Building on Foundations

Ever since I started karate I’ve been fascinated by the rich history of this intriguing practice, and the stories of karateka past and present who have paved the way for the modern practices we have today.

As a teenager I ‘bought in’ to the grandiose stories of feats and near miracles performed by many of the past masters. Leaping bridges, walking on the ceiling, piercing meat with the finger tips and the defeat of countless armed attackers by a single unarmed karateka were just some of the stories that I devoured keenly.

Ultimately I started coming to the view that the grand masters of past were extremely talented and insightful bugeisha of their times, but would likely be comparable to mid-level black belts of the present. I say this not to denigrate them, but to respect the foundation they laid that has allowed following generations to build on their vision.

John Titchen made a brilliant post about this back in January (I know I am a bit slow on this, but I’ve been traveling for work) called ‘The Giants are Pygmies’

Matsumura, Itosu, Funakoshi, Motobu, Kyan, Miyagi, Mabuni, Ohtsuka to name but a few… these names ring loudly in training halls across the world. Their thoughts on karate are still read and studied. But these men are not giants by today’s standards, in fact in the modern world they are pygmies compared to many of the teachers with whom you could study.

His post reflects the thoughts I’ve long held. We should respect and honour the masters past for the amazing foundation they laid, and the best way we can honour it is to reinforce that foundation and continue to build on it.

We know a lot more now than our past-masters did. Science has moved forward, and we no-longer need woo or mysticism to explain things when our knowledge of physiology, biomechanics and physics can now explain that which was once unexplained.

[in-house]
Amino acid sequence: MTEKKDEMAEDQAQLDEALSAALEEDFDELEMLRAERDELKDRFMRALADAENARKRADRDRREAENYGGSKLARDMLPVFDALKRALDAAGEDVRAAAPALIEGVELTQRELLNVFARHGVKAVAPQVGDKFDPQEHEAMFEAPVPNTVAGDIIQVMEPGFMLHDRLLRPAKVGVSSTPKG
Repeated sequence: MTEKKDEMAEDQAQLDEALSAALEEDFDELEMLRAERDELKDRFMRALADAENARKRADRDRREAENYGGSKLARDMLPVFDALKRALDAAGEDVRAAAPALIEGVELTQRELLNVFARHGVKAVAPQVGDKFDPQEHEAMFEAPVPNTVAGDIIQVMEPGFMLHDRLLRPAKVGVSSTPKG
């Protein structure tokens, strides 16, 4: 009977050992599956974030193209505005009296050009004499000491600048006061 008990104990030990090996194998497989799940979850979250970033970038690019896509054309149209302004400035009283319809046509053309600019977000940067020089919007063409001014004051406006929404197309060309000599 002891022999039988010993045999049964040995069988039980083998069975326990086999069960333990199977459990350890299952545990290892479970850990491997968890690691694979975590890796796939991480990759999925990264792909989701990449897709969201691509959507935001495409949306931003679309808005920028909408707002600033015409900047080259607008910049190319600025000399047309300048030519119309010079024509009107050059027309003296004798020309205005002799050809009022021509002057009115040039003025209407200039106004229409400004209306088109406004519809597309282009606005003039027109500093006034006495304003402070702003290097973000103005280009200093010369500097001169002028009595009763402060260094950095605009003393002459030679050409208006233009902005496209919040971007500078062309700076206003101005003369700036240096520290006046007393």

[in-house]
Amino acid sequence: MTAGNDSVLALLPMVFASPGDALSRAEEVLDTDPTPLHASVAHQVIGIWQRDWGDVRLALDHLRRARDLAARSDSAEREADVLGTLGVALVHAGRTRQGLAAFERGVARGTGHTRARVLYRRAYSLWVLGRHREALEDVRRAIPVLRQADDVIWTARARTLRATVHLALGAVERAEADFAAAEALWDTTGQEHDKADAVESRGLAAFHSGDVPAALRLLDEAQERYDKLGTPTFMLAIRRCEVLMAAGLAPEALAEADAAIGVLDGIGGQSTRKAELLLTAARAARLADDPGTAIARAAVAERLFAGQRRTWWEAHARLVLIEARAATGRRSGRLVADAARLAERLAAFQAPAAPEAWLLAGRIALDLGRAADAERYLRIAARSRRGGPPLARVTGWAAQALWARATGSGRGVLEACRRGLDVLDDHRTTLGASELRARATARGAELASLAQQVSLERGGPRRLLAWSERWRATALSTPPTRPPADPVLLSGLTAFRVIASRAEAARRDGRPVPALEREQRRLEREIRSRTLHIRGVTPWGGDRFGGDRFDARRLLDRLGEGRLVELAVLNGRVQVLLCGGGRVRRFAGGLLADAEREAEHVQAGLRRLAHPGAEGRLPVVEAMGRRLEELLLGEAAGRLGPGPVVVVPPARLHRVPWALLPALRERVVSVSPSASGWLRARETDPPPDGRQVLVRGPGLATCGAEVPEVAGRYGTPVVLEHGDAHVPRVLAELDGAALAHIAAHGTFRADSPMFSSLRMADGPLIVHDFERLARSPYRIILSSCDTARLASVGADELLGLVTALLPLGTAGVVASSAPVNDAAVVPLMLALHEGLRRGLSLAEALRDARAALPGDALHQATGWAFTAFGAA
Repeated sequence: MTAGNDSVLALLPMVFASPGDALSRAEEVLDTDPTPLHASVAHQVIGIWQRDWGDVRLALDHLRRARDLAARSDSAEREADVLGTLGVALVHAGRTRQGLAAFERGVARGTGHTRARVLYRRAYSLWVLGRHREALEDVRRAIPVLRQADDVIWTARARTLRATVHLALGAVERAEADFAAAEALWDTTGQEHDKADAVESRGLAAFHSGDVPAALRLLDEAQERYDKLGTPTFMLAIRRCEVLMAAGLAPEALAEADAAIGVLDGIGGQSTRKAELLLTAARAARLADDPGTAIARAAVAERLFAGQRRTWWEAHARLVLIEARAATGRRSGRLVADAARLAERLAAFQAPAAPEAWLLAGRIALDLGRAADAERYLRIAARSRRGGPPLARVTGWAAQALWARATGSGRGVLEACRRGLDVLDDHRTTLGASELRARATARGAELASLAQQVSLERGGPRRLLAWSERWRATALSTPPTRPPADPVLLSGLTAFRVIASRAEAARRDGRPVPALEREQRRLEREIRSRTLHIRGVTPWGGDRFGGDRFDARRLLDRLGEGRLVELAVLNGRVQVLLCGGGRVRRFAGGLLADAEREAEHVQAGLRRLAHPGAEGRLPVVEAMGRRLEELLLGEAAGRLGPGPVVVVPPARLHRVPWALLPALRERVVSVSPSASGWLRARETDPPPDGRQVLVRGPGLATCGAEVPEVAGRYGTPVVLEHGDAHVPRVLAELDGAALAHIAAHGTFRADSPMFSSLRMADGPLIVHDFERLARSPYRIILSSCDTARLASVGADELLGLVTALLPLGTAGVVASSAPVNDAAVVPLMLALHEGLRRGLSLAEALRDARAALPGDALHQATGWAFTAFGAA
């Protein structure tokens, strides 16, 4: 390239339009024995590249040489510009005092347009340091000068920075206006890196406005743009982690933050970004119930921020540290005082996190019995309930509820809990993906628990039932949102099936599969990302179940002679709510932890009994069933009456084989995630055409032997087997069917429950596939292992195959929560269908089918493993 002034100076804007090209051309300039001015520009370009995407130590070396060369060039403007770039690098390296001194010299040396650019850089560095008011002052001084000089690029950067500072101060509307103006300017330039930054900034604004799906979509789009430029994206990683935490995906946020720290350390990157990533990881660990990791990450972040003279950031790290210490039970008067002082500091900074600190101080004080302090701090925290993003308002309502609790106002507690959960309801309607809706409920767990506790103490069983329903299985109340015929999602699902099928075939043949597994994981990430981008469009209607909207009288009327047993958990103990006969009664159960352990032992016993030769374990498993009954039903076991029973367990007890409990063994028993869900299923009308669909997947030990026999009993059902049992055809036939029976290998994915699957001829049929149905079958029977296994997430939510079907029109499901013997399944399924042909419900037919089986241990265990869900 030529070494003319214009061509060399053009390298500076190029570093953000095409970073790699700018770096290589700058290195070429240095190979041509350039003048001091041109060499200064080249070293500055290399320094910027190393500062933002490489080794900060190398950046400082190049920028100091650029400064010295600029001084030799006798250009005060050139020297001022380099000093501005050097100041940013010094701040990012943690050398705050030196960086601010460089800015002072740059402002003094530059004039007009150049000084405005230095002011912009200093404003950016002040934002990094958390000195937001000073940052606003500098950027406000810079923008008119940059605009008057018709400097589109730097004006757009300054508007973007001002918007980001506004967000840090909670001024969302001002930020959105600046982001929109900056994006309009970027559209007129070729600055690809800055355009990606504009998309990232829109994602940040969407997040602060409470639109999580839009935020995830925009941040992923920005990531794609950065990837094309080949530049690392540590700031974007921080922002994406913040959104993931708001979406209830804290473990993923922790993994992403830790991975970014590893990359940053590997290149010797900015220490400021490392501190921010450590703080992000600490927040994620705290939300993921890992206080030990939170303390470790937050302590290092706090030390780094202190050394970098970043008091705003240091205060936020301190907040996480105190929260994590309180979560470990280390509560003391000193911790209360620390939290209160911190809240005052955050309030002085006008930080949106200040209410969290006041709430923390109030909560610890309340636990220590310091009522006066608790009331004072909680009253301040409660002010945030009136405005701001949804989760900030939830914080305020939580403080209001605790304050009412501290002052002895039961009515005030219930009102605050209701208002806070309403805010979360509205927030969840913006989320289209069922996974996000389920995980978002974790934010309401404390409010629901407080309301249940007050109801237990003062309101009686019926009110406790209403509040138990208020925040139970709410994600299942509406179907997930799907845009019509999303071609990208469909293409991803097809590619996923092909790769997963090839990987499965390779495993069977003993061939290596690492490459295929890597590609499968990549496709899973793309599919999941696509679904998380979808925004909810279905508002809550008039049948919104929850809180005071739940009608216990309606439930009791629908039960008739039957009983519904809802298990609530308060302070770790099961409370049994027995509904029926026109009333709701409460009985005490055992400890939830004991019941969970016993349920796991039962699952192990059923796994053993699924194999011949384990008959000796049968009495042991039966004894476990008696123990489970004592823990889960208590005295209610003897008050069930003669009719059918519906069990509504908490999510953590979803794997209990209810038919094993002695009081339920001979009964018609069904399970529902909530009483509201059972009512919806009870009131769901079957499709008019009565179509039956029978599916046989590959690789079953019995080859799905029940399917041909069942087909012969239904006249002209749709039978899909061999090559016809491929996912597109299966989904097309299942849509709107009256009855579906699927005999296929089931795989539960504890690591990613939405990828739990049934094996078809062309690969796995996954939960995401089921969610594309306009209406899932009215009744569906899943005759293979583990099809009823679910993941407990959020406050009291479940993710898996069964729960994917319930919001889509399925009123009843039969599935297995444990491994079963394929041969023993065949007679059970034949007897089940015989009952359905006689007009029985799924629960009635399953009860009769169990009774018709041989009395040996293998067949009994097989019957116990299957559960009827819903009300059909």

The worst insult we can pay to the heritage of the forebears in lineages is to assume that was is complete, perfect and unchangeable.

The second worst insult would be to change things thoughtlessly, without fully understanding the foundation.

This is in many respects what the tradition of shu-ha-ri is about.

Shu-Ha-Ri reminds us that learning is a gradual process that includes the need to first learn the fundamentals (shu), to then explore and innovate on those fundamentals (ha) and finally to transcend them (ri).

In other words:

  1. Shu – learn how the foundations were laid, and fully understand their strengths and limitations.
  2. Ha – reinforce the foundations so as to extend their strengths and offset any limitations.
  3. Ri – build on the foundations your own unique construction.

The foundations are common to us all, we respect those that have gone before by fully understanding the foundations and then adding to the collective wisdom, before making our own unique expression.

Titchen sensei makes another great point about a tendency we have of putting people on pedestals.

We should respect those that have gone before us. But do not put them on pedestals or treat everything they said or did as gospel truth. Many of them had less experience and knowledge than either you or the person you train with. Honour their memory by carrying karate forward as they did and pay them the courtesy of respecting the reality of their humanity and fallibility.

I continually see even senior budoka putting seniors on pedestals. A high ranking karateka I know believes that his own teacher is “beyond reproach”.

This is delusional thinking, and quite dangerous. Certainly, we should respect the abilities of our teachers, but no matter how widely experienced, travelled and studied those teachers might be, they are just human and their knowledge has limits. This teacher is undoubtedly a karateka of great talent with over 50 years of study. This man is a human, expert in some aspects of human study, but as we all are, wonderfully normal in most areas of life.

Our role is to respect the foundations that bugeisha of years past have laid, and the reinforcements that have been added by subsequent generations, by learning these foundations completely, and perhaps one day adding to the collective wisdom through providing our own reinforcements to the foundations. This is the proper respect, not blind obedience and not-questioning.

Sempai